Archive | ETFs

Foreign Withholding Taxes Revisited

It might be the most eagerly anticipated sequel since The Force Awakens. Justin Bender and I have just completed the second edition of our popular white paper, Foreign Withholding Taxes: How to estimate the hidden tax drag on US and international equity ETFs.

Originally published in 2014, the paper explains how many countries impose a tax on dividends paid to foreign investors—most notably a 15% levy on US stocks held by Canadians. When the first edition appeared, foreign withholding taxes were not well understood by many investors and advisors, and even the ETF providers rarely discussed them. In the two years since, the issue seems to be getting more recognition. Both Vanguard and iShares, for example, have made changes to their international equity ETFs to make them more tax-efficient. That’s great news, though it also made the first version of our paper somewhat dated.

In this new edition, we’ve made some significant changes. First, we’ve removed corporate accounts from the discussion and focused on personal accounts only. We’ve also used some different ETFs in our examples, including the Vanguard U.S. Total Market (VUN),

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Cost Versus Convenience in “ex Canada” ETFs

I used to own one of those one-piece cutlery tools designed for hiking and camping—the kind with a knife, fork and spoon that all fold into a single unit. It was hardly ideal for eating, especially if you needed the fork and knife at the same time. But it was more convenient than trekking around with three individual pieces of flatware that might tear your pack or get left behind on the trail.

As investors we often make similar trade-offs. Consider the Vanguard FTSE Global All Cap ex Canada (VXC) or the iShares Core MSCI All Country World ex Canada (XAW), which both offer one-stop global diversification by holding thousands of US, international and emerging market stocks. But as with folding cutlery, you give up something to get that convenience. These two “ex Canada” funds get at least some of their exposure by holding underlying US-listed ETFs rather than holding their stocks directly. This structure can result in additional foreign withholding taxes on dividends.

In a recent blog post, Justin Bender estimated the impact of foreign withholding taxes on RRSP investors who hold VXC.

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The Curious Case of the BMO Discount Bond ETF

When the BMO Discount Bond Index ETF (ZDB) was launched back in February 2014, it was unique: the first broad-market ETF in Canada made up primarily of bonds trading below their par value. By avoiding premium bonds, ZDB promised to deliver similar returns to traditional bond funds, but with greater tax efficiency, making it ideal for non-registered accounts. With a little more than two years of real-word performance, it’s time for a checkup. Has ZDB delivered on its promises?

Top of the heap

The first question we’ll examine is whether ZDB achieved pre-tax returns similar to other broad-market bond ETFs. The fund was designed to match the popular FTSE TMX Canada Universe Bond Index in credit quality, average term, duration and yield to maturity. But ZDB set out to achieve this profile using bonds with lower coupons to reduce the amount of taxable income.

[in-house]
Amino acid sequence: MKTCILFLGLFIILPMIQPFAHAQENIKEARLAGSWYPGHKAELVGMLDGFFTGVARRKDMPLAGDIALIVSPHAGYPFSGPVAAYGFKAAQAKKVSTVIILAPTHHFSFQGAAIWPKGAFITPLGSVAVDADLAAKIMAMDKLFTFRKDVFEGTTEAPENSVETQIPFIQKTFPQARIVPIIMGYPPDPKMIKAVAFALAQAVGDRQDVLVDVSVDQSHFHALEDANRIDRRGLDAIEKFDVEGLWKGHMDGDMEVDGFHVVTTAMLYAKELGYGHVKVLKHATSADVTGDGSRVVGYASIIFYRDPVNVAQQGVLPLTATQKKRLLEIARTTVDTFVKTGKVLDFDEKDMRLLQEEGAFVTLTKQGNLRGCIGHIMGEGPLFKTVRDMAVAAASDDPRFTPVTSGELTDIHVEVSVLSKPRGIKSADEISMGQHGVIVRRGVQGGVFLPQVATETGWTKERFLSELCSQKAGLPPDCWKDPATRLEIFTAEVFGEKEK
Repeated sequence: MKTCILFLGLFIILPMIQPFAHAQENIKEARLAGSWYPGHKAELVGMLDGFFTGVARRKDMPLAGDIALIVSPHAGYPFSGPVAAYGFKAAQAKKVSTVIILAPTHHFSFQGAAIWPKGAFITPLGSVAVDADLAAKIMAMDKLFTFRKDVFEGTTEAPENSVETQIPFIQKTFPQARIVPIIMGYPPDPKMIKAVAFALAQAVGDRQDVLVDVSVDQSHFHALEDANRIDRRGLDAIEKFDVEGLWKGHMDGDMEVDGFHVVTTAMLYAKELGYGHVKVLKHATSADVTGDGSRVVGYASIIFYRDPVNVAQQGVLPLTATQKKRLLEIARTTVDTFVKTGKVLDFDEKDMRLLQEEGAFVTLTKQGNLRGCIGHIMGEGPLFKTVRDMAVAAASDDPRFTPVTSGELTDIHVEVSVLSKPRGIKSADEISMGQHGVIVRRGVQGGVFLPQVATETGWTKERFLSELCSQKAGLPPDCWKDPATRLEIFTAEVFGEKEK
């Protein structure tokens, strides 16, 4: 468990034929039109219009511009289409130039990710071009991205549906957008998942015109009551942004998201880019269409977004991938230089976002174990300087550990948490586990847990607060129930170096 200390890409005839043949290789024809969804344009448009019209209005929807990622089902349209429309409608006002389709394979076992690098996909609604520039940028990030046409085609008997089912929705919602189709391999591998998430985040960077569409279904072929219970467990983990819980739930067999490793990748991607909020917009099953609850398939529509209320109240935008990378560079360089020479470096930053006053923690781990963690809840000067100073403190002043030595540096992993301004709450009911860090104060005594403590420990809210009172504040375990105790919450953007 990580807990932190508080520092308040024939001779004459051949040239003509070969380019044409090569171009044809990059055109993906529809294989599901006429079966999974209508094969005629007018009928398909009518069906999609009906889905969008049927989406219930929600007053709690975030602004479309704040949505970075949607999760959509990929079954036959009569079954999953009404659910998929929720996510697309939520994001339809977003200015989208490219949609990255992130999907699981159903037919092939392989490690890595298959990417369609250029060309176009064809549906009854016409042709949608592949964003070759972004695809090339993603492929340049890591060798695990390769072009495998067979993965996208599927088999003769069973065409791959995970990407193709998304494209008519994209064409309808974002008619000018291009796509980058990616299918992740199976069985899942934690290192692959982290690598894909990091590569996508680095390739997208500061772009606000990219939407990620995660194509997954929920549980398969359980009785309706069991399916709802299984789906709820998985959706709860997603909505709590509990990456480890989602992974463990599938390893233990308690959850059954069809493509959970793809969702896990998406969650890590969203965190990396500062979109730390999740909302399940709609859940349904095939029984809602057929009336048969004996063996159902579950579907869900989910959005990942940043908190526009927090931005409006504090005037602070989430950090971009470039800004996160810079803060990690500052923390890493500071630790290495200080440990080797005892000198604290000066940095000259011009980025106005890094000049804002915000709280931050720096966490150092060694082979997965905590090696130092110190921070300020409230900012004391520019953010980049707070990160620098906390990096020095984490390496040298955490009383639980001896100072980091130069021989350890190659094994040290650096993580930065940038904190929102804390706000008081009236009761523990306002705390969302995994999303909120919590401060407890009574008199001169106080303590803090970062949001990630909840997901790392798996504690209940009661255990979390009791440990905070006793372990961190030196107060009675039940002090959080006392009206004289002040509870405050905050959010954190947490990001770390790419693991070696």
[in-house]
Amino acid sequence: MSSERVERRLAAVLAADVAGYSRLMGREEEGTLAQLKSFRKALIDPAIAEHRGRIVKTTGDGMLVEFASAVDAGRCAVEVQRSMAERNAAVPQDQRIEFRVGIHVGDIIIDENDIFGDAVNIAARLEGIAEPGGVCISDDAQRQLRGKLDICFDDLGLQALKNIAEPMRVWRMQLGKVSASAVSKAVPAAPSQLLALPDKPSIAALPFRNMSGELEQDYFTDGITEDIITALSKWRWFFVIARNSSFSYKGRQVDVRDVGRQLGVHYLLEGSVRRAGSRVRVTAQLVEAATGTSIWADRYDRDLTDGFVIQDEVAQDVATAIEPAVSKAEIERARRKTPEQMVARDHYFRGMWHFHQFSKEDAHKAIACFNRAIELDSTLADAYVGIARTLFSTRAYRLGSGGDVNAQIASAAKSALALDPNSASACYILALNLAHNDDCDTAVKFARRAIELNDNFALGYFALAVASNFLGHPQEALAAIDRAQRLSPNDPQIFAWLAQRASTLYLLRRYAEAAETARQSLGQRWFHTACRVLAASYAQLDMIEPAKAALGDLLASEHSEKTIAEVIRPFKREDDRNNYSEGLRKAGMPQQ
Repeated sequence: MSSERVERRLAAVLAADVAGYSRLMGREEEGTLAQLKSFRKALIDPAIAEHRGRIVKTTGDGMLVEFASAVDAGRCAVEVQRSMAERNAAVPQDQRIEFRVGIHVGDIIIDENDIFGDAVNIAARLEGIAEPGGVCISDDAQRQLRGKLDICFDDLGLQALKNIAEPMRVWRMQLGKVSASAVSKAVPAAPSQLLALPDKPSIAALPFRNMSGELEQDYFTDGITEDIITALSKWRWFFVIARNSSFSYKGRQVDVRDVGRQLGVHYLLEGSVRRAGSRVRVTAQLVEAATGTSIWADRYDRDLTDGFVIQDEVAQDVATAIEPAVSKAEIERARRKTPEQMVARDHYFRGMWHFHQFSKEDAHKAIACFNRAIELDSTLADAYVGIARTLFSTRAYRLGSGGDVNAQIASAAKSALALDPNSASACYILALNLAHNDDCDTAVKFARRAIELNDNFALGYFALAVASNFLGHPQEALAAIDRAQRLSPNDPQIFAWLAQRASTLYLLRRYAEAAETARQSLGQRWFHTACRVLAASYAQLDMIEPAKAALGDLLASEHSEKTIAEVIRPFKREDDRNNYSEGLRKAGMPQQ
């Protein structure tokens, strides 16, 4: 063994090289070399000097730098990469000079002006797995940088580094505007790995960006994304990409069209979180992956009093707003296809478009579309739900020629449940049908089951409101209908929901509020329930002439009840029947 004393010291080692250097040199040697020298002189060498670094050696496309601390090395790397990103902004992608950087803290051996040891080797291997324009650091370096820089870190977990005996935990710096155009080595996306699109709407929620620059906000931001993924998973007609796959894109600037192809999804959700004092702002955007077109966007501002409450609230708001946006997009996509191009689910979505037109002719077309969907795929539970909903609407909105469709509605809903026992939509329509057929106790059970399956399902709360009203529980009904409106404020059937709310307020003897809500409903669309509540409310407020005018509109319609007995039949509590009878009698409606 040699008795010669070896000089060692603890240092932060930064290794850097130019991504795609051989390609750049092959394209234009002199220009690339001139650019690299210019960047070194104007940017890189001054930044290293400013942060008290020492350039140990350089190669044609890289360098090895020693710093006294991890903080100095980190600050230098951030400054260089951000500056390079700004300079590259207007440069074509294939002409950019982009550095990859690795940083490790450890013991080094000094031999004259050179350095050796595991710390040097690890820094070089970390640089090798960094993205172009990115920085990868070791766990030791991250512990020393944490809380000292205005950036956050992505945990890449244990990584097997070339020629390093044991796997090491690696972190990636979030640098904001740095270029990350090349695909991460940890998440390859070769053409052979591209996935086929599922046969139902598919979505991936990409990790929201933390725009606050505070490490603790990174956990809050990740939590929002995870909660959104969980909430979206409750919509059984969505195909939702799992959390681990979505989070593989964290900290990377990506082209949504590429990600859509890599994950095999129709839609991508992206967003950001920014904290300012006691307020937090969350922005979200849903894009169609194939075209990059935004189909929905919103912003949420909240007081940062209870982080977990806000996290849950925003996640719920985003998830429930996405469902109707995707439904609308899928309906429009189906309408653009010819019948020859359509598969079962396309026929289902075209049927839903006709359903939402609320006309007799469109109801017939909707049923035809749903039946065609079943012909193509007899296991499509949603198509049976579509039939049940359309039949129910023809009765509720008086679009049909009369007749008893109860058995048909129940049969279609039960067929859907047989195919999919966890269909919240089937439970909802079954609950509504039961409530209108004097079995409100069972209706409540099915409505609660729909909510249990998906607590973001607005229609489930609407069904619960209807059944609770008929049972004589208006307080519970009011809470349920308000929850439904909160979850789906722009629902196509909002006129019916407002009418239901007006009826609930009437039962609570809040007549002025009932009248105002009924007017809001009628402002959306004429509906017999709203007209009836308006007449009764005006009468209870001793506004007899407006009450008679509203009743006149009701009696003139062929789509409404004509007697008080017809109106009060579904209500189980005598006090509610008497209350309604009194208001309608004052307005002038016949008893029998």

As it turns out, ZDB outperformed all of its competitors in 2015. Here are the NAV returns for the calendar year:

BMO Discount Bond

Vanguard Canadian Aggregate Bond

iShares Core High Quality Canadian Bond

BMO Aggregate Bond

iShares Canadian Universe Bond

Sources:  BMO ETFs,

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How Long Will You Wait for Smart Beta to Work?

In my last post I shared some insights from Ben Carlson’s A Wealth of Common Sense, which argues that investors are generally better off keeping their portfolios simple and straightforward. This idea has little appeal for index investors who hope to improve on plain-vanilla funds by using so-called smart beta strategies.

“Smart beta” refers to any rules-based strategy that attempts to outperform traditional cap-weighted index funds. Now more than a decade old, fundamental indexing is the granddaddy of smart beta, while factor-based strategies are the newer kids on the block. In each case, the goal is to build a diversified fund that gives more weight to stocks with certain characteristics (value, small-cap, momentum, and so on) that have delivered higher returns than the broad market over the long term.

Many proponents of passive investing see huge potential in factor-based strategies because they combine the best features of indexing—low-cost, broad diversification, and a rules-based process—with the potential to overcome the shortcomings of traditional cap-weighting. Indeed, many of our clients at PWL Capital use a combination of traditional ETFs and equity funds from Dimensional Fund Advisors (DFA),

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Decoding Vanguard’s New International Equity ETFs

This year has been another reminder of why international equities are such an important part of a diversified portfolio: in the first 11 months of 2015 the Canadian market was down almost 6%, while international developed markets were up close to 15%.